An Amoeboid Locomotion That Exploits Real-Time Tunable Springs and Law of Conservation of Protoplasmic Mass
Takuya Umedachi, Taichi Kitamura, and Akio Ishiguro
Department of Electrical and Communication Engineering, Tohoku University, 6-6-05 Aoba, Aramaki, Aoba-ku, Sendai 980-8579, Japan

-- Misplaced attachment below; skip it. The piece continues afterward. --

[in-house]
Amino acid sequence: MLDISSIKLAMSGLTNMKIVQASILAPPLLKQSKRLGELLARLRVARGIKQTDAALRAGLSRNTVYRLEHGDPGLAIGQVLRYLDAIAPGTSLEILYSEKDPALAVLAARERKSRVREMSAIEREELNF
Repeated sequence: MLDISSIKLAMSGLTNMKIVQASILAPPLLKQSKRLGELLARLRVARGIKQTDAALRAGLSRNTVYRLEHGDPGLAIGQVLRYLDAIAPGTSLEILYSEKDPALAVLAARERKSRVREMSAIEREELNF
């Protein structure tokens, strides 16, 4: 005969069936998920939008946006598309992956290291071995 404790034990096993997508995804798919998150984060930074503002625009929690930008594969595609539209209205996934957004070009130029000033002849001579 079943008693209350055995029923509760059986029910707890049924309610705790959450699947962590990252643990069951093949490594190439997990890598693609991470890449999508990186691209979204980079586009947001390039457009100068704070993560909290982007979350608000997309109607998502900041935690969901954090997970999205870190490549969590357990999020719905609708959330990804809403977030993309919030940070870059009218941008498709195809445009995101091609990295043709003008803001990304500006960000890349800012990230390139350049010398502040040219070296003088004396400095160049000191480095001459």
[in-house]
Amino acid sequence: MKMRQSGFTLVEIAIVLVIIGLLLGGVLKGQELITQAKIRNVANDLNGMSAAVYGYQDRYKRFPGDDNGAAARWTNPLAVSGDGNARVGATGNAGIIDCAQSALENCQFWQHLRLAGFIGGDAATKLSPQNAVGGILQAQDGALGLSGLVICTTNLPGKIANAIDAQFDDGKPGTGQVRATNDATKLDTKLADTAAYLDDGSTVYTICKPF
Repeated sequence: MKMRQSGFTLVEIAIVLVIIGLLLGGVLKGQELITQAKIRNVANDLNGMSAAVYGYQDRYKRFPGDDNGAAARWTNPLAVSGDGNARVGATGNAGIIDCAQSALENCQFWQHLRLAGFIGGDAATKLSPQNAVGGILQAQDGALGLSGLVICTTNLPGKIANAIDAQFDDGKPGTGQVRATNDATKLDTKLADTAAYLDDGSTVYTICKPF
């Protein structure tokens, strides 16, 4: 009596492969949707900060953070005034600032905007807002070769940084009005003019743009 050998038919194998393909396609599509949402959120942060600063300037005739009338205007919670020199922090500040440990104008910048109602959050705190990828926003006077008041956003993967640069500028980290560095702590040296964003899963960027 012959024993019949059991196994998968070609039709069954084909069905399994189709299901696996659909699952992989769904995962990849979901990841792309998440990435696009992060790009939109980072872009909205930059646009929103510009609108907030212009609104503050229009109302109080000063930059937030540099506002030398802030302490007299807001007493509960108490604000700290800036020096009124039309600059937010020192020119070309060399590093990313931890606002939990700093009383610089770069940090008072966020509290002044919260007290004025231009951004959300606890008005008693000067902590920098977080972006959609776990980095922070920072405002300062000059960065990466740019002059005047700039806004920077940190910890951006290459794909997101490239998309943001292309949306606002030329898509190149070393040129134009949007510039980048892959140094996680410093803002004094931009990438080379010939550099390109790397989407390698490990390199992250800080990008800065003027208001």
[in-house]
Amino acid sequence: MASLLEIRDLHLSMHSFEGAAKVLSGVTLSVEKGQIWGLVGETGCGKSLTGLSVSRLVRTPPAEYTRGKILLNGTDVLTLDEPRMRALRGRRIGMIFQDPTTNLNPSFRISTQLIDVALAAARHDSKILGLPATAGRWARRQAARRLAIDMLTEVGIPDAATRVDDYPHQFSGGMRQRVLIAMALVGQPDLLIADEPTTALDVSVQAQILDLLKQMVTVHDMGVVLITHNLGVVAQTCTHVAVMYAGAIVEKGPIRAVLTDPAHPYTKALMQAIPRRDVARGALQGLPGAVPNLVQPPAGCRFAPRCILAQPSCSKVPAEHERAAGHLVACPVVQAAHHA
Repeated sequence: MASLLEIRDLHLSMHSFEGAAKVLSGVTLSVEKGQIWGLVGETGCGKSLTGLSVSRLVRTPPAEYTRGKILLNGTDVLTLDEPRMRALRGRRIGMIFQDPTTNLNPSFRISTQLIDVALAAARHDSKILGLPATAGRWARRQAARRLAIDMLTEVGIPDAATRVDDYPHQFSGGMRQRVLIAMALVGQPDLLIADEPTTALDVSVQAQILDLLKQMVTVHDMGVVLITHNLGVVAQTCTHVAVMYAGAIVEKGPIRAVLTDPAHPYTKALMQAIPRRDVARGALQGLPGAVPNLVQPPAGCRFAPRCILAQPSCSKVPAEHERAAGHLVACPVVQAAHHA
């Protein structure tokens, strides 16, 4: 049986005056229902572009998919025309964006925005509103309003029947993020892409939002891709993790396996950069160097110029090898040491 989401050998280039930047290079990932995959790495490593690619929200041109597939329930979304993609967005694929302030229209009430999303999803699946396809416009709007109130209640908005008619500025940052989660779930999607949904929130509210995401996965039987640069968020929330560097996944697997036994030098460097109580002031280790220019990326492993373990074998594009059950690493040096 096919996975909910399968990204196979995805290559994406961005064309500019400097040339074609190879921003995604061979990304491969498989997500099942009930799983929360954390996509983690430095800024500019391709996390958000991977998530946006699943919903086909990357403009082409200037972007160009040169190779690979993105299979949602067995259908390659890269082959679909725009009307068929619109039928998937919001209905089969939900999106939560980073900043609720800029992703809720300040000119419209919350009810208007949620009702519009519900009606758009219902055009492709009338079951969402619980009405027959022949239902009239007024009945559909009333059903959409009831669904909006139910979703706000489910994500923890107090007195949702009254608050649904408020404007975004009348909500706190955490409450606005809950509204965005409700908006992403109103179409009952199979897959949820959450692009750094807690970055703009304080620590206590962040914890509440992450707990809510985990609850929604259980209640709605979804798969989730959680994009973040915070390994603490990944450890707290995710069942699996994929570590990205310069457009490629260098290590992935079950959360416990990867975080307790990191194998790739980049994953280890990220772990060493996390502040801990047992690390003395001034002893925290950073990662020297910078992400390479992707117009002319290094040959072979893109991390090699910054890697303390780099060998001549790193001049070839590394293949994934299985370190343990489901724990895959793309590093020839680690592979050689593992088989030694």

The control and mechanical systems of an embodied agent should be tightly coupled so as to emerge useful functionalities such as adaptivity. This indicates that the mechanical system as well as the control system should be responsible for a certain amount of computation for generating the behavior. However, there still leaves much to be understood about how such “computational offloading” from the control system to the mechanical system can be achieved. In order to intensively investigate this, here we particularly focus on the “softness” of the body, and show how the computational offloading derived from this property is exploited to simplify the control system and to increase the degree of adaptivity. To this end, we employ a two-dimensional amoeboid robot as a practical example, consisting of incompressive fluid (i.e. protoplasm) covered with an outer skin composed of a network of real-time tunable springs. Preliminary simulation results show that the exploitation of the “long-distant interaction” stemming from “the law of conservation of protoplasmic mass” allows us to simplify the control mechanism; and that adaptive amoeboid locomotion can be realized without the need of a central controller. The results obtained are expected to shed light on how control and mechanical systems should be coupled, and what the “brain-body-interaction” carefully designed brings to the resulting behavior.
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